A soldier intolerant of authority
THE MEMOIRS OF FIELD MARSHAL THE VISCOUNT MONTGOMERY OF ALAMEIN, K.G. (Collins, 15s.) LORD MONTGOMERY describes the purpose of his present book as "to give future generations the impressions have gained in a life that has been full of interest, and to define the principles under which 1 have considered it my duty to think and act". Though much written in this book is of considerable interest from varying points of view, it is questionable whether its dc
thoughts on high command in war". There is much in these of interest and value, but the Field Marshal's ideas might be made clearer had he illustrated his points from his own life and experience.
This would also resolve some apparent contradictions; not only in regard to " intolerance of authority ", but how to reconcile an infinite capacity for taking pains with a refusal to be bothered with detail.
At the end of his book the Field Marshal declares: " I have tried to write the truth ". No one can question that he has written what he sincerely believes to be the truth in regard to those matters with which he has dealt; but there are authority. without disrupting essential reciprocal confidence. At the same time there is little doubt that history will support the Field Marshal's contention that the correct strategic policy for the rapid conquest of Germany was to concentrate effort in a single thrust, probably northwards on the Allied left flank, and that the dispersion of effort was an error. Not being susceptible of proof, however, this view must remain a hypothesis.
AT the battle of the Ardennes, the Field Marshal had his way, not without argument. Here there is no doubt that the unified command of the whole battlefield was correct and that Lord Montgomery's handling of a serious situation was superb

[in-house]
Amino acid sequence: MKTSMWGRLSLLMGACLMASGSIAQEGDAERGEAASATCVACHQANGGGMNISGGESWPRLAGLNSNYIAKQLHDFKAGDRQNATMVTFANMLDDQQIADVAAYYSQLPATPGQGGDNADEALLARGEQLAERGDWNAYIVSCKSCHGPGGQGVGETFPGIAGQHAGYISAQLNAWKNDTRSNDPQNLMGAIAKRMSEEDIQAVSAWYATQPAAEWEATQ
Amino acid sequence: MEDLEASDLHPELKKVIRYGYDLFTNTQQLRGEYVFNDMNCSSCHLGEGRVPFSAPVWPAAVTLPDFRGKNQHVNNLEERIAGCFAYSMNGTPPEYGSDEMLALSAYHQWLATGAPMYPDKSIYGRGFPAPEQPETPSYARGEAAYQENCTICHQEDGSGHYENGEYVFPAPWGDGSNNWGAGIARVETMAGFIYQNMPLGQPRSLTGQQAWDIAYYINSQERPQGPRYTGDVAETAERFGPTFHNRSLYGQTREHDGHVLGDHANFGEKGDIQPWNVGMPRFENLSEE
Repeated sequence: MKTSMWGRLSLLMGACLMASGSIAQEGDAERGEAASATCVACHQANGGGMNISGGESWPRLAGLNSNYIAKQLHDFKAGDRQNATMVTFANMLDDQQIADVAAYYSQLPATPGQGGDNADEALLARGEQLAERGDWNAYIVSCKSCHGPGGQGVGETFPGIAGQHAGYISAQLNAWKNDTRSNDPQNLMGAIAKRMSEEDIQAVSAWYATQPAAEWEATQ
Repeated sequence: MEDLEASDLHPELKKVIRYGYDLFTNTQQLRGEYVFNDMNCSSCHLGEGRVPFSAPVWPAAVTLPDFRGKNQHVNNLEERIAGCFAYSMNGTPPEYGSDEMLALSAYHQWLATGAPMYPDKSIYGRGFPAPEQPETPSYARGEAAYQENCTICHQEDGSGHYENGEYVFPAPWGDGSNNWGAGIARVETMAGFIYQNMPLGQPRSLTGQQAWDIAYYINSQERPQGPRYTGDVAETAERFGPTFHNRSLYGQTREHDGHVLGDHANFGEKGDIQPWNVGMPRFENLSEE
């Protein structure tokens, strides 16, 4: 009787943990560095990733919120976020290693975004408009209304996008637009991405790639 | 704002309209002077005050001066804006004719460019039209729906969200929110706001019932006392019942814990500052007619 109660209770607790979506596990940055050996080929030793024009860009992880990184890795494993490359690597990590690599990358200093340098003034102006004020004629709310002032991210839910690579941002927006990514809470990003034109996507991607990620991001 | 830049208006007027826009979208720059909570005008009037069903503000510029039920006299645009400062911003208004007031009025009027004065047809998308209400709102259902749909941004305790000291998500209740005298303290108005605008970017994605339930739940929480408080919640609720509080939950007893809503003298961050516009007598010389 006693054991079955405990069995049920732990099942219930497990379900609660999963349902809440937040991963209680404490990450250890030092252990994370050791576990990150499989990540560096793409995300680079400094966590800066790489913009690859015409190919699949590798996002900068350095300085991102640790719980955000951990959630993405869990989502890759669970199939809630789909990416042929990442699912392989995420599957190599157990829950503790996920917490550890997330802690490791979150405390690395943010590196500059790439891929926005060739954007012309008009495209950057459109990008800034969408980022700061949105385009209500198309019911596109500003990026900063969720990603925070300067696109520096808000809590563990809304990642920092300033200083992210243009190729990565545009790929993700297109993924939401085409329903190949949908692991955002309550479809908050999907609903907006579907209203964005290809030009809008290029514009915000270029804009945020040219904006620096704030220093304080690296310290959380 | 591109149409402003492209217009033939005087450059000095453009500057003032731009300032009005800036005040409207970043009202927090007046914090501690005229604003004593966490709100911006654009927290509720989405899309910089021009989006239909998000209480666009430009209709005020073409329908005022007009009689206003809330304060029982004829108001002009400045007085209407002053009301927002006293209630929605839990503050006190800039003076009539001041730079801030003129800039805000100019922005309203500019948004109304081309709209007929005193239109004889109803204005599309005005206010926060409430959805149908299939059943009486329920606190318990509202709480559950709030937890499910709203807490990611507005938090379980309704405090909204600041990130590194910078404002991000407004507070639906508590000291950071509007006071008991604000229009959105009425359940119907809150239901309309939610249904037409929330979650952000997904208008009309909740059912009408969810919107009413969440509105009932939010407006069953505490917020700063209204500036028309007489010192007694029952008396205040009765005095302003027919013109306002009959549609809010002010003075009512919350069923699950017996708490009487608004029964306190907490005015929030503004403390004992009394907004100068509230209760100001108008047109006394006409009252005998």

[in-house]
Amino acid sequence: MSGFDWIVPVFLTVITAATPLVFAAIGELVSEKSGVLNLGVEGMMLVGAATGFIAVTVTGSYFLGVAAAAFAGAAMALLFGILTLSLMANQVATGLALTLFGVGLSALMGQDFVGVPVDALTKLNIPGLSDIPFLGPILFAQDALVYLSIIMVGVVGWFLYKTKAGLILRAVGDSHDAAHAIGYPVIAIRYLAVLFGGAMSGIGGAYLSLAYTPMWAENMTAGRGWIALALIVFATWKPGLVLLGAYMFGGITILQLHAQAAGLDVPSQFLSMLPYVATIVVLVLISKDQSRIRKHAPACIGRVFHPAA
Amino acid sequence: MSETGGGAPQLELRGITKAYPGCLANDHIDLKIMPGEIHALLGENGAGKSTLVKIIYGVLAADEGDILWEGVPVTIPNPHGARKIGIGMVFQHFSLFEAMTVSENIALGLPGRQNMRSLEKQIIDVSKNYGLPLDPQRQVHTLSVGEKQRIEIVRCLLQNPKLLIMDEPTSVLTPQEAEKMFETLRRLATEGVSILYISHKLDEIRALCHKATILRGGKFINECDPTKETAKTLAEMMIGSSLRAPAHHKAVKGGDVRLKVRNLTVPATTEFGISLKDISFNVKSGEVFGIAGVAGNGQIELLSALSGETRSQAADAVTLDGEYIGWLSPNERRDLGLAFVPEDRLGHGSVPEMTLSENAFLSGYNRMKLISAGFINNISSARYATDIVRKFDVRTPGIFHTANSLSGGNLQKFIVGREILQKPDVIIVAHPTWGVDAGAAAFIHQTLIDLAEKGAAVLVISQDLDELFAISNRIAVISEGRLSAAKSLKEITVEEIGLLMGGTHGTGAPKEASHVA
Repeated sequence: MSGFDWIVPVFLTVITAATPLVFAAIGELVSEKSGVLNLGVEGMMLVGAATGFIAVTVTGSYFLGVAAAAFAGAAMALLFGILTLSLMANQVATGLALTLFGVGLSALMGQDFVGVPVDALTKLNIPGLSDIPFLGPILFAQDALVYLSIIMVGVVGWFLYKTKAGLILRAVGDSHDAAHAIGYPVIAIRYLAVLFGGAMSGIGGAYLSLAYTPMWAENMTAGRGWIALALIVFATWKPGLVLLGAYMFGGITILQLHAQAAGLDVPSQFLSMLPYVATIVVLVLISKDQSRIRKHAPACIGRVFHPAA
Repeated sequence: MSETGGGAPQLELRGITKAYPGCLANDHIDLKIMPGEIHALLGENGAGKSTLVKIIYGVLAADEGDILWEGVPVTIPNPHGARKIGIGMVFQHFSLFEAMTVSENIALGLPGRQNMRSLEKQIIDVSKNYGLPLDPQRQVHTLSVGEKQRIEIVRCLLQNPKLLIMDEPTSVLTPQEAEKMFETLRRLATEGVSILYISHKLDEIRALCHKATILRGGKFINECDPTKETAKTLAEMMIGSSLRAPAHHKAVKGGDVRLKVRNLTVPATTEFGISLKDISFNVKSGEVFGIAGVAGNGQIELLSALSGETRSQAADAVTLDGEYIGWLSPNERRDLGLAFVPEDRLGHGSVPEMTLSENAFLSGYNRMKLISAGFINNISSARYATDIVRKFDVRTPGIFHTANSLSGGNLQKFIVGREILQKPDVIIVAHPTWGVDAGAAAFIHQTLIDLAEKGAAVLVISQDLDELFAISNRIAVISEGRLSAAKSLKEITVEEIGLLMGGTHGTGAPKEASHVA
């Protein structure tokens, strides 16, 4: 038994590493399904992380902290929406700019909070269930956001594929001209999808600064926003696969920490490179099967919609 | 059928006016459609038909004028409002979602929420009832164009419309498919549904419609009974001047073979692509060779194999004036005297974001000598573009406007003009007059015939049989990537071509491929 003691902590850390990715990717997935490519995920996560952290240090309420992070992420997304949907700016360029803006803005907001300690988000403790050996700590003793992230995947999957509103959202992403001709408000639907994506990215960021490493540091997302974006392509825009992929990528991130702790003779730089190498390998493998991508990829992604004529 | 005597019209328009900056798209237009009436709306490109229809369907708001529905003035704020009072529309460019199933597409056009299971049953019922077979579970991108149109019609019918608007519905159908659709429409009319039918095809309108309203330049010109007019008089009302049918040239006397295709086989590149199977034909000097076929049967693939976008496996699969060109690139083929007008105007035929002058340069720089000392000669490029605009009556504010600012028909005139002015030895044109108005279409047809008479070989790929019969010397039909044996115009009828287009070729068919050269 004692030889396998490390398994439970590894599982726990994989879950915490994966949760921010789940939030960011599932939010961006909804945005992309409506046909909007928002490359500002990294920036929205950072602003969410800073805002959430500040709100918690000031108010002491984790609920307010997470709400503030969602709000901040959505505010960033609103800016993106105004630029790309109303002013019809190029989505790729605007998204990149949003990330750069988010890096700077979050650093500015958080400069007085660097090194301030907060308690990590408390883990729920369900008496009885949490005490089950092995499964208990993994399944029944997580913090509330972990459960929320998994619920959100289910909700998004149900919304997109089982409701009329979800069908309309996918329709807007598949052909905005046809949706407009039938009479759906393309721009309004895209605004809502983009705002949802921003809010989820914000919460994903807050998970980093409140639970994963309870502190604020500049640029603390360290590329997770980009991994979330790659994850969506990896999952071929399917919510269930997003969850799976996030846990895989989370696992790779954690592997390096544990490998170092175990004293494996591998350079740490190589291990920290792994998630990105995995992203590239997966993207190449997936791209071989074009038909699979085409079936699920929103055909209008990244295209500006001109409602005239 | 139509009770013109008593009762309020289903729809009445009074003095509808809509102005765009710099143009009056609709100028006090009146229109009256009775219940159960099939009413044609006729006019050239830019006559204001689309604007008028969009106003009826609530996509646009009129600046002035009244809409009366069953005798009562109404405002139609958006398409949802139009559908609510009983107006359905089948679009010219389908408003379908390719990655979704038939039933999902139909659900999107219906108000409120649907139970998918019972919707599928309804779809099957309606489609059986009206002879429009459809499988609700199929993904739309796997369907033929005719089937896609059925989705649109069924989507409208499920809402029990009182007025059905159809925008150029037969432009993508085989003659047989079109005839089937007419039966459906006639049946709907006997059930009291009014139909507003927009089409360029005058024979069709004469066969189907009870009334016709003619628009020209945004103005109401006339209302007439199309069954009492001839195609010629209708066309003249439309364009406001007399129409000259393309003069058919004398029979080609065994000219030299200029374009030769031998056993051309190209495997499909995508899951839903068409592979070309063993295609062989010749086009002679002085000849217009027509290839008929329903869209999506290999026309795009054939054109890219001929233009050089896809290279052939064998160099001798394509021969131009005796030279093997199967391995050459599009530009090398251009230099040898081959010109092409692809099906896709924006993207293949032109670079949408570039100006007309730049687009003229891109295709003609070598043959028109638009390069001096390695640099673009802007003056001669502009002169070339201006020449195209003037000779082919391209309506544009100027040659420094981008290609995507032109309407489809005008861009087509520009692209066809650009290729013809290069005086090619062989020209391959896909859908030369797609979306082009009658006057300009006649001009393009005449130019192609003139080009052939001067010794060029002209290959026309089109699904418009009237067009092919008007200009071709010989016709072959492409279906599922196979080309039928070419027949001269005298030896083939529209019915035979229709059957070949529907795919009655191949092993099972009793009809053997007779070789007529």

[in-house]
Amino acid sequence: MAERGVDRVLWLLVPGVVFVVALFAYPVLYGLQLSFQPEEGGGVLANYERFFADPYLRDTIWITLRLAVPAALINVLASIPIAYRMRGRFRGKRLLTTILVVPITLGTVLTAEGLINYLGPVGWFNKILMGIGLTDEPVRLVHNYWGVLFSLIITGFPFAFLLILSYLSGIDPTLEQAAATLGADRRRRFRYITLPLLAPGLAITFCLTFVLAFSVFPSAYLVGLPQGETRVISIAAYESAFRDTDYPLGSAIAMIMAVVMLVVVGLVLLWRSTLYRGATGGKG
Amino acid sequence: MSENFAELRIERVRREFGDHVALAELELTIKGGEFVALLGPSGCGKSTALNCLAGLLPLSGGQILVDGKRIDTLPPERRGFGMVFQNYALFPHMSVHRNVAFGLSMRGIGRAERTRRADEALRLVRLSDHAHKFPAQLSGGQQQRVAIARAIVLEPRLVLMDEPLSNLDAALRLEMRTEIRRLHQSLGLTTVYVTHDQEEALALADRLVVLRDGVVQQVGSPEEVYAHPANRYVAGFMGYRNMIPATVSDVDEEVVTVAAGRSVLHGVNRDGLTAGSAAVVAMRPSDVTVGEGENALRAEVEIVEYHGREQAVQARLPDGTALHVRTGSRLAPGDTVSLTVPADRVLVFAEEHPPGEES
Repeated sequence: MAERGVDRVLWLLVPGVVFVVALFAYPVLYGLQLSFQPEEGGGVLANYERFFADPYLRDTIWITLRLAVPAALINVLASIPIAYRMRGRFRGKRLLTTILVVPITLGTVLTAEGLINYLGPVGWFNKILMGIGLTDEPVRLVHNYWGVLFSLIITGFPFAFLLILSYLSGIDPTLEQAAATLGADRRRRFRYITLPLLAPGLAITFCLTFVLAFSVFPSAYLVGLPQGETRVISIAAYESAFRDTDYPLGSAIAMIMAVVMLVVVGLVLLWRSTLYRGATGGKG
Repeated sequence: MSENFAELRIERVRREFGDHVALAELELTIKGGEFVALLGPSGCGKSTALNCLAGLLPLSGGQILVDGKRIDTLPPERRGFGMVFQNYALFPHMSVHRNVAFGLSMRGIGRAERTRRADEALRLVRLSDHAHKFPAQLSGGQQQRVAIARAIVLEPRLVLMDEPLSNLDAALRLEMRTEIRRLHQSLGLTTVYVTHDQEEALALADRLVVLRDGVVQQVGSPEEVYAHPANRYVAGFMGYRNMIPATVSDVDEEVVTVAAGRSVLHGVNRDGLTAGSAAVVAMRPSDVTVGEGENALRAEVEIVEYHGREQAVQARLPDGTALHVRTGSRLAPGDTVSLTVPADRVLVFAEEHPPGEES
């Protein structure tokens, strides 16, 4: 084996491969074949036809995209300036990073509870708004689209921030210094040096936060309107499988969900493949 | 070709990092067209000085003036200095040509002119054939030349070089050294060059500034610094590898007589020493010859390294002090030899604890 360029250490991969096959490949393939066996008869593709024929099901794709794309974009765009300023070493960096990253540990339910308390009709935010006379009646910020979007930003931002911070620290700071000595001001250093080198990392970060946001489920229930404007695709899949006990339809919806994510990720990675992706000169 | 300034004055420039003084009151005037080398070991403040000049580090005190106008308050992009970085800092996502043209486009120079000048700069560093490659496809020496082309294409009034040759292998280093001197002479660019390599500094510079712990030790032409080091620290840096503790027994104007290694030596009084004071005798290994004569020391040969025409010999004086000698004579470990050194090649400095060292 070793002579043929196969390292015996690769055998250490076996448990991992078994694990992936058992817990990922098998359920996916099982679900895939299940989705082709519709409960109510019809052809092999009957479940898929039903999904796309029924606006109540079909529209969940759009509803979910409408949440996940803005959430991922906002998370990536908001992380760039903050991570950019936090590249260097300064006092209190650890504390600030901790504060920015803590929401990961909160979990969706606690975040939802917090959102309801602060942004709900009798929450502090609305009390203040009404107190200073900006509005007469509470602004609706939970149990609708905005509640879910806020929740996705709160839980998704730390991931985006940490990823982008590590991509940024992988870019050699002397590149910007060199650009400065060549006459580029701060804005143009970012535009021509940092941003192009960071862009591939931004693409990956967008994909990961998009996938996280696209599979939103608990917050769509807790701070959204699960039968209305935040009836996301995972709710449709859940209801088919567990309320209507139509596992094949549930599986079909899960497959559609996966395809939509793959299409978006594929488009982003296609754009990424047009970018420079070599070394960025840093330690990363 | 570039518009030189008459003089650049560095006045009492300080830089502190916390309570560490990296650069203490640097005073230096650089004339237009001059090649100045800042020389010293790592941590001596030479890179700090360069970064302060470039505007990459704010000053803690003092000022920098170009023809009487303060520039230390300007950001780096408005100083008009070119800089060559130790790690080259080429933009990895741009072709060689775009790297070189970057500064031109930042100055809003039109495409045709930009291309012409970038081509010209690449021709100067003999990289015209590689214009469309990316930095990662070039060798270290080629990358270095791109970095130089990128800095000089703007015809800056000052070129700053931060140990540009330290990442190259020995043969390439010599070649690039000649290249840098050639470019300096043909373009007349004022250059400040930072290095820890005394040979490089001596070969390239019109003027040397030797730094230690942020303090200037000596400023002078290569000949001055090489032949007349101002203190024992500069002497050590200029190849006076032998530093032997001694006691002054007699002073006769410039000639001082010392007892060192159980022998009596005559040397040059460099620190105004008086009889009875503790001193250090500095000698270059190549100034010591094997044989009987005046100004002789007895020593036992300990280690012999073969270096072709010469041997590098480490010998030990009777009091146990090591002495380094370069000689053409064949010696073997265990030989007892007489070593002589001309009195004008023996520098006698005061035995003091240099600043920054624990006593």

On these matters, as on others during the war, politics affected the decision or at least the rapidity of decision. The Field Marshal makes it clear that he thoroughly dislikes politics and has no love for politicians in the mass.
In one way or another politics have bedevilled strategy in all wars, save on those rare occasions where a dictator of outstanding ability has been empowered to act as supreme politician as well as supreme commander.
Whitehall and after
THERE were even greater political difficulties to he encountered on the Control Cornmission for Germany and later in Whitehall during Lord Montgomery's tenure of the office of C.I.G.S. These administrative jobs were fresh fields to the great fighter of battles, for which he was little prepared through his previous studies and experience.
Nevertheless he fought on, with undiminished zest and varying success. One cheerful chapter is headed " I make a nuisance of
myself • in Whitehall " From internal evidence. several chapters might justly have been given somefhat similar titles.
Finally we come to Lord Montgomery's service as what he calls "an international soldier" and from which he has but recently retired. His readiness to criticise men and things remains as uninhibited as ever It is yet too early to learn what others think of these criticisms, the extent to which they are justified, or what can be done about it if they are. Anyway, whether so intended by the author or not, lesser minds may derive unholy entertainment from his description of events.